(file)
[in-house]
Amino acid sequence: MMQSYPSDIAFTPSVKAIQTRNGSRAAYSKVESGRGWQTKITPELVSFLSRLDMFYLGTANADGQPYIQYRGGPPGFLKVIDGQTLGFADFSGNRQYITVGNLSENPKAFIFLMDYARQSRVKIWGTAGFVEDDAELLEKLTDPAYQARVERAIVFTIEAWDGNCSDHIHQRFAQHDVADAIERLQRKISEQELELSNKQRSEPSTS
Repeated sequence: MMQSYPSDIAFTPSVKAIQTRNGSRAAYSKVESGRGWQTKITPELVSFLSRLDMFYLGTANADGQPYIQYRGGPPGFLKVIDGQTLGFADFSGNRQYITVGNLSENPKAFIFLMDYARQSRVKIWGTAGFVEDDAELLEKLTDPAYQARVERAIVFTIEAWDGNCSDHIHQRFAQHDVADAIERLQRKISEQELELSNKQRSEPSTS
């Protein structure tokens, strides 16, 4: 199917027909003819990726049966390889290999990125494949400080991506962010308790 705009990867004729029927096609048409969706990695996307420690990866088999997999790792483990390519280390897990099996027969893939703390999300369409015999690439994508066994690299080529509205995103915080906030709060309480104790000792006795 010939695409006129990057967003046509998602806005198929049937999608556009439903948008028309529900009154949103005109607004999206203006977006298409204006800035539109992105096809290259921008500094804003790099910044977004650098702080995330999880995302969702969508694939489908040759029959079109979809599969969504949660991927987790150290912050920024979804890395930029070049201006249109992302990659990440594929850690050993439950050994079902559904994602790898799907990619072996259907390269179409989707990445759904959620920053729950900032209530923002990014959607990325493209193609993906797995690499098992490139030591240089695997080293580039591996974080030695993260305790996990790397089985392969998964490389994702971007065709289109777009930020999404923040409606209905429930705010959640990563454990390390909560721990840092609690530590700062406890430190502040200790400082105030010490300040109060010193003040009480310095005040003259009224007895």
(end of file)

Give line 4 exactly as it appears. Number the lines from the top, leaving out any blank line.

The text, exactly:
């Protein structure tokens, strides 16, 4: 199917027909003819990726049966390889290999990125494949400080991506962010308790 705009990867004729029927096609048409969706990695996307420690990866088999997999790792483990390519280390897990099996027969893939703390999300369409015999690439994508066994690299080529509205995103915080906030709060309480104790000792006795 010939695409006129990057967003046509998602806005198929049937999608556009439903948008028309529900009154949103005109607004999206203006977006298409204006800035539109992105096809290259921008500094804003790099910044977004650098702080995330999880995302969702969508694939489908040759029959079109979809599969969504949660991927987790150290912050920024979804890395930029070049201006249109992302990659990440594929850690050993439950050994079902559904994602790898799907990619072996259907390269179409989707990445759904959620920053729950900032209530923002990014959607990325493209193609993906797995690499098992490139030591240089695997080293580039591996974080030695993260305790996990790397089985392969998964490389994702971007065709289109777009930020999404923040409606209905429930705010959640990563454990390390909560721990840092609690530590700062406890430190502040200790400082105030010490300040109060010193003040009480310095005040003259009224007895």